METEOROLOGISTS predict more than twelve inches of snow on some parts of Hawaii, as the islands get ready for a blizzard warning that includes mentions of "thundersnow."
Weather patterns that moved across the islands Friday night are expected to stall out on Saturday and settle into place, bringing severe conditions that will last the weekend, especially over the islands' highest peaks.
What the National Weather Service (NWS) called a "stronger upper-level disturbance" will approach the region early Saturday, bringing an extended period of cold and wet weather that may last into the middle of next week.
Bands of heavy rainfall are expected across the weekend through at least Wednesday, with the potential of dumping more than one inch of rain each hour.
Experts say the expected rainfall carries a significant threat of flash flooding and even landslides – especially in hilly or mountainous areas.
The Big Island and Maui County are expected the see the heaviest rainfall, with significant showers also anticipated in Oahu and Kauai early next week.
Scattered thunderstorms are also expected to occur across the weekend, with some likely to turn severe with large hail and strong gusts of wind.
On Twitter, the National Weather Service detailed how frequent snow is on the islands.
"It is fairly common for the highest elevations (above 11,000ft) in Hawaii to receive snow, which means the peaks of Mauna Loa and Mauna Kea are often the most likely places to see it occur," the NWS explained.
"However, Haleakala on Maui (10,023ft) does observe snow about once every 2-3 years."
The Big Island summits will be under blizzard and high wind warnings over the weekend with winds gusting over 100 mph, and a possible foot of snow, forecasters said.
NWS issued both high wind and blizzard warnings for the Big Island summits from 6pm Friday until 6pm Sunday.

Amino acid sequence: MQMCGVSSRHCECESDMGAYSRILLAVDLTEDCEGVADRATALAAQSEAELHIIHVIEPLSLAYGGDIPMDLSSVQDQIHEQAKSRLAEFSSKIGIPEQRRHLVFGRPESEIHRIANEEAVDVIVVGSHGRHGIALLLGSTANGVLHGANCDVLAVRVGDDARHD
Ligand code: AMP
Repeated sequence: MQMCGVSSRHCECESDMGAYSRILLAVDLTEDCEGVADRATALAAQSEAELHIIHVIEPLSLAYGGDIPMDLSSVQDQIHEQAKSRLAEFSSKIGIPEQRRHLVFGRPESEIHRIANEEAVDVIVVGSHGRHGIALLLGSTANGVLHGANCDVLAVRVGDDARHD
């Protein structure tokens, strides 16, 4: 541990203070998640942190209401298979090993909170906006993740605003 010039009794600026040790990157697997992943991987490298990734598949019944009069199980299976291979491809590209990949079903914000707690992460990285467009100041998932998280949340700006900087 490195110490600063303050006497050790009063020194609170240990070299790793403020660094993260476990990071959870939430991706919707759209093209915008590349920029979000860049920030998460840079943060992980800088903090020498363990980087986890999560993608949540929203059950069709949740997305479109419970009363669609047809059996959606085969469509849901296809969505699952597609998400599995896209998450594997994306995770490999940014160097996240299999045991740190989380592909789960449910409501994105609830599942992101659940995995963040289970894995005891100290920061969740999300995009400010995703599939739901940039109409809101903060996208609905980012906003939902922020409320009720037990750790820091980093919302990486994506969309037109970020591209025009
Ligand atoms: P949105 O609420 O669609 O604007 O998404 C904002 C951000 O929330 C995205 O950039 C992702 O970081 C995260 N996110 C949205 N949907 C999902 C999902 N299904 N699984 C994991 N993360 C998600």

“Travel could be very difficult to impossible. Blowing snow will significantly reduce visibility at times, with periods of zero visibility,” forecasters said.
They predict southwest winds from 50 to 80mph with localized gusts over 100mph.
“Winds this strong will make driving and walking extremely dangerous,” forecasters said, “The winds can cause significant damage or injuries.”
Though snow over the Big Island summits is common each year, blizzard warnings are considered quite rare.
According to NWS, over the last 10 years winter storm warnings have been issued by the NWS-Honolulu office an average of three times each year.
Blizzard warnings, however, have been issued just five times over that 10-year span.
Prior to this week's warning, the last occurred in March 2018.
Forecasters predict roads and several areas across the state may be closed on account of the inclement weather, including the Big Island’s Belt Highway, and Piilani Highway on Maui.
This may result in "long detours or even the isolation of communities," NWS said. "Landslides may also occur in areas with steep terrain.”
Forecasters say motorists should never cross a flooded roadway because the water may be deeper than expected and moving swiftly.
Prior to this weekend's expected storms, Hawaii was considered abnormally according to the United States Drought Monitor, which as of Wednesday was reporting that 29 percent of the Hawaiian Islands were in severe drought conditions or worse.
On the island of Oahu, Honolulu recorded just three percent of its average rainfall throughout the month of November and October. In fact, since July 1, the city has recorded just 10 percent of its average rainfall.
The Big Island has also been hit hard by this drought, recording less than 40 percent of its average rainfall.
Kailua fared even worse, reporting a measly 12 percent of its average rate.
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